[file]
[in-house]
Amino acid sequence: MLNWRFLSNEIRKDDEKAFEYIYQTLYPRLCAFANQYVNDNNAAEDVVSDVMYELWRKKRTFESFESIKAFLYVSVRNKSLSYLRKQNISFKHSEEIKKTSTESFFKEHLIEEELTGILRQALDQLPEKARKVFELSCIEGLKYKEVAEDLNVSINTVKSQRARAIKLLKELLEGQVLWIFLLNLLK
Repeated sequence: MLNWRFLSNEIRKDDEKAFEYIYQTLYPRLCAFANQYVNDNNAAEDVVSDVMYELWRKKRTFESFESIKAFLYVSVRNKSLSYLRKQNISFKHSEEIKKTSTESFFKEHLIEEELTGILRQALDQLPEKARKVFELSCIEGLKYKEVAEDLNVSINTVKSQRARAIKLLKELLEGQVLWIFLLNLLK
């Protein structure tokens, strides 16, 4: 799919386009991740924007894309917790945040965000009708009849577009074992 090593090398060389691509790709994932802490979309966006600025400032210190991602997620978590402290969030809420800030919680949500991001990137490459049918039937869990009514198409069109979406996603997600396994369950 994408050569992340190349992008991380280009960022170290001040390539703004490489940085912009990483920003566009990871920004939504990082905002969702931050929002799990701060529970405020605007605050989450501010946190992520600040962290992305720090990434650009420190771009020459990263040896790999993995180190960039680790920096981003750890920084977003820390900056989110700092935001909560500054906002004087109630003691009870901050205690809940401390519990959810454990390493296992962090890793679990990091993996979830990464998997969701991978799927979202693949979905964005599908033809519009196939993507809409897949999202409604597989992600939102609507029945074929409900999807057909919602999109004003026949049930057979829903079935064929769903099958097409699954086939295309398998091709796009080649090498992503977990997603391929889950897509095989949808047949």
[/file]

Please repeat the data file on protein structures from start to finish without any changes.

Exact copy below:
[in-house]
Amino acid sequence: MLNWRFLSNEIRKDDEKAFEYIYQTLYPRLCAFANQYVNDNNAAEDVVSDVMYELWRKKRTFESFESIKAFLYVSVRNKSLSYLRKQNISFKHSEEIKKTSTESFFKEHLIEEELTGILRQALDQLPEKARKVFELSCIEGLKYKEVAEDLNVSINTVKSQRARAIKLLKELLEGQVLWIFLLNLLK
Repeated sequence: MLNWRFLSNEIRKDDEKAFEYIYQTLYPRLCAFANQYVNDNNAAEDVVSDVMYELWRKKRTFESFESIKAFLYVSVRNKSLSYLRKQNISFKHSEEIKKTSTESFFKEHLIEEELTGILRQALDQLPEKARKVFELSCIEGLKYKEVAEDLNVSINTVKSQRARAIKLLKELLEGQVLWIFLLNLLK
């Protein structure tokens, strides 16, 4: 799919386009991740924007894309917790945040965000009708009849577009074992 090593090398060389691509790709994932802490979309966006600025400032210190991602997620978590402290969030809420800030919680949500991001990137490459049918039937869990009514198409069109979406996603997600396994369950 994408050569992340190349992008991380280009960022170290001040390539703004490489940085912009990483920003566009990871920004939504990082905002969702931050929002799990701060529970405020605007605050989450501010946190992520600040962290992305720090990434650009420190771009020459990263040896790999993995180190960039680790920096981003750890920084977003820390900056989110700092935001909560500054906002004087109630003691009870901050205690809940401390519990959810454990390493296992962090890793679990990091993996979830990464998997969701991978799927979202693949979905964005599908033809519009196939993507809409897949999202409604597989992600939102609507029945074929409900999807057909919602999109004003026949049930057979829903079935064929769903099958097409699954086939295309398998091709796009080649090498992503977990997603391929889950897509095989949808047949």